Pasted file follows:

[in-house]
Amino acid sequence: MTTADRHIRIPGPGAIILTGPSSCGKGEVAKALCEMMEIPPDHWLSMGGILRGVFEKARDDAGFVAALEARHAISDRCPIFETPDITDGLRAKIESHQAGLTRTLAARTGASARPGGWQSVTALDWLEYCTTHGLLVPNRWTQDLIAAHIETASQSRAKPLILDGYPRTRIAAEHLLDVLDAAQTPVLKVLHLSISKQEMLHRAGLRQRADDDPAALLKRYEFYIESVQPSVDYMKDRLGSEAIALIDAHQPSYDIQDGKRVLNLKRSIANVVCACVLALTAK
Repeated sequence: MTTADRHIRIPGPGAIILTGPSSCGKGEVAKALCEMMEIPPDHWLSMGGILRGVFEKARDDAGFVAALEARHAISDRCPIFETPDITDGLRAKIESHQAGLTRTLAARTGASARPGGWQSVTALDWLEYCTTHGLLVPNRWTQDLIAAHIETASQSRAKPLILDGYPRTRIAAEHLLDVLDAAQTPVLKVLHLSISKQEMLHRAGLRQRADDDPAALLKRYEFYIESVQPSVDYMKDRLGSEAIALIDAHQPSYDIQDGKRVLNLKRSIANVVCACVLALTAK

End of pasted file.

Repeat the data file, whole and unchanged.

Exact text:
[in-house]
Amino acid sequence: MTTADRHIRIPGPGAIILTGPSSCGKGEVAKALCEMMEIPPDHWLSMGGILRGVFEKARDDAGFVAALEARHAISDRCPIFETPDITDGLRAKIESHQAGLTRTLAARTGASARPGGWQSVTALDWLEYCTTHGLLVPNRWTQDLIAAHIETASQSRAKPLILDGYPRTRIAAEHLLDVLDAAQTPVLKVLHLSISKQEMLHRAGLRQRADDDPAALLKRYEFYIESVQPSVDYMKDRLGSEAIALIDAHQPSYDIQDGKRVLNLKRSIANVVCACVLALTAK
Repeated sequence: MTTADRHIRIPGPGAIILTGPSSCGKGEVAKALCEMMEIPPDHWLSMGGILRGVFEKARDDAGFVAALEARHAISDRCPIFETPDITDGLRAKIESHQAGLTRTLAARTGASARPGGWQSVTALDWLEYCTTHGLLVPNRWTQDLIAAHIETASQSRAKPLILDGYPRTRIAAEHLLDVLDAAQTPVLKVLHLSISKQEMLHRAGLRQRADDDPAALLKRYEFYIESVQPSVDYMKDRLGSEAIALIDAHQPSYDIQDGKRVLNLKRSIANVVCACVLALTAK